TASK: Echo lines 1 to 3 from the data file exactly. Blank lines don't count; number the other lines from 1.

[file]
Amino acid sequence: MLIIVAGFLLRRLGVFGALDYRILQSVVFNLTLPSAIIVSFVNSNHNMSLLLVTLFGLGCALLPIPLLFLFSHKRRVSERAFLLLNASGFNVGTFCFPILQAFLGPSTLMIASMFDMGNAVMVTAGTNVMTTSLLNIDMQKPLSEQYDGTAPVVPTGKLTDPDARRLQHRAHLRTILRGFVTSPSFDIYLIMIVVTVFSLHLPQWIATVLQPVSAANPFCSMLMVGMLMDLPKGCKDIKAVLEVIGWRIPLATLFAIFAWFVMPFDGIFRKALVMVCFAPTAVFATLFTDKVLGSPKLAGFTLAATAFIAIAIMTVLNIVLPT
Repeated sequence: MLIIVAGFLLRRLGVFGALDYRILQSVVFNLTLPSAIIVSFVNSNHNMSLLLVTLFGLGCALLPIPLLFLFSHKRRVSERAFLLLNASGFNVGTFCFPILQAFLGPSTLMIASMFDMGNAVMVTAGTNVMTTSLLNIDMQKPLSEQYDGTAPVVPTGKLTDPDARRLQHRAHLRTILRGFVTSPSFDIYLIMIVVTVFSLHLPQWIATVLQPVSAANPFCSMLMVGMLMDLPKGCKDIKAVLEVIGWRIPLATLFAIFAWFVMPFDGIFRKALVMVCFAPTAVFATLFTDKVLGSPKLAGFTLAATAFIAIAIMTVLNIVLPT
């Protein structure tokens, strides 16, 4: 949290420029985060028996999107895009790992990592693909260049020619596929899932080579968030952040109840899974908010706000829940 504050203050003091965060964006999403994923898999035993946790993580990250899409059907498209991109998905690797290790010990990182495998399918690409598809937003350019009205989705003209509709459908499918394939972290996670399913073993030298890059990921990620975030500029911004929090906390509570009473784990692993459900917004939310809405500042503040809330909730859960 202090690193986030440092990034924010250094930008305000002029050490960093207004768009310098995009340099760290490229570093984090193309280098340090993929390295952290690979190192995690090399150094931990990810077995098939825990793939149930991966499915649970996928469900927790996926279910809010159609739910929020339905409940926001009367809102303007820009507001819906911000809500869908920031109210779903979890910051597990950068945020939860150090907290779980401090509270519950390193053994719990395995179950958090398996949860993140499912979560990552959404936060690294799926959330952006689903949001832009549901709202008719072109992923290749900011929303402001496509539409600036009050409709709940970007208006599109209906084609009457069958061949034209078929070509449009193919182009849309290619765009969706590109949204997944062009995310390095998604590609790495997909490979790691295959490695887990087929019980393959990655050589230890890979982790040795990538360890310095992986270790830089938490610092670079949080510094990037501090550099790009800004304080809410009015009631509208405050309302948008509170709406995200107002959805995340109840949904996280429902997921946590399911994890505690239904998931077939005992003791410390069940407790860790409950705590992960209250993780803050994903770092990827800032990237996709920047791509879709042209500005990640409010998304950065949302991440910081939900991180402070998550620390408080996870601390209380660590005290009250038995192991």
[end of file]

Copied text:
Amino acid sequence: MLIIVAGFLLRRLGVFGALDYRILQSVVFNLTLPSAIIVSFVNSNHNMSLLLVTLFGLGCALLPIPLLFLFSHKRRVSERAFLLLNASGFNVGTFCFPILQAFLGPSTLMIASMFDMGNAVMVTAGTNVMTTSLLNIDMQKPLSEQYDGTAPVVPTGKLTDPDARRLQHRAHLRTILRGFVTSPSFDIYLIMIVVTVFSLHLPQWIATVLQPVSAANPFCSMLMVGMLMDLPKGCKDIKAVLEVIGWRIPLATLFAIFAWFVMPFDGIFRKALVMVCFAPTAVFATLFTDKVLGSPKLAGFTLAATAFIAIAIMTVLNIVLPT
Repeated sequence: MLIIVAGFLLRRLGVFGALDYRILQSVVFNLTLPSAIIVSFVNSNHNMSLLLVTLFGLGCALLPIPLLFLFSHKRRVSERAFLLLNASGFNVGTFCFPILQAFLGPSTLMIASMFDMGNAVMVTAGTNVMTTSLLNIDMQKPLSEQYDGTAPVVPTGKLTDPDARRLQHRAHLRTILRGFVTSPSFDIYLIMIVVTVFSLHLPQWIATVLQPVSAANPFCSMLMVGMLMDLPKGCKDIKAVLEVIGWRIPLATLFAIFAWFVMPFDGIFRKALVMVCFAPTAVFATLFTDKVLGSPKLAGFTLAATAFIAIAIMTVLNIVLPT
């Protein structure tokens, strides 16, 4: 949290420029985060028996999107895009790992990592693909260049020619596929899932080579968030952040109840899974908010706000829940 504050203050003091965060964006999403994923898999035993946790993580990250899409059907498209991109998905690797290790010990990182495998399918690409598809937003350019009205989705003209509709459908499918394939972290996670399913073993030298890059990921990620975030500029911004929090906390509570009473784990692993459900917004939310809405500042503040809330909730859960 202090690193986030440092990034924010250094930008305000002029050490960093207004768009310098995009340099760290490229570093984090193309280098340090993929390295952290690979190192995690090399150094931990990810077995098939825990793939149930991966499915649970996928469900927790996926279910809010159609739910929020339905409940926001009367809102303007820009507001819906911000809500869908920031109210779903979890910051597990950068945020939860150090907290779980401090509270519950390193053994719990395995179950958090398996949860993140499912979560990552959404936060690294799926959330952006689903949001832009549901709202008719072109992923290749900011929303402001496509539409600036009050409709709940970007208006599109209906084609009457069958061949034209078929070509449009193919182009849309290619765009969706590109949204997944062009995310390095998604590609790495997909490979790691295959490695887990087929019980393959990655050589230890890979982790040795990538360890310095992986270790830089938490610092670079949080510094990037501090550099790009800004304080809410009015009631509208405050309302948008509170709406995200107002959805995340109840949904996280429902997921946590399911994890505690239904998931077939005992003791410390069940407790860790409950705590992960209250993780803050994903770092990827800032990237996709920047791509879709042209500005990640409010998304950065949302991440910081939900991180402070998550620390408080996870601390209380660590005290009250038995192991």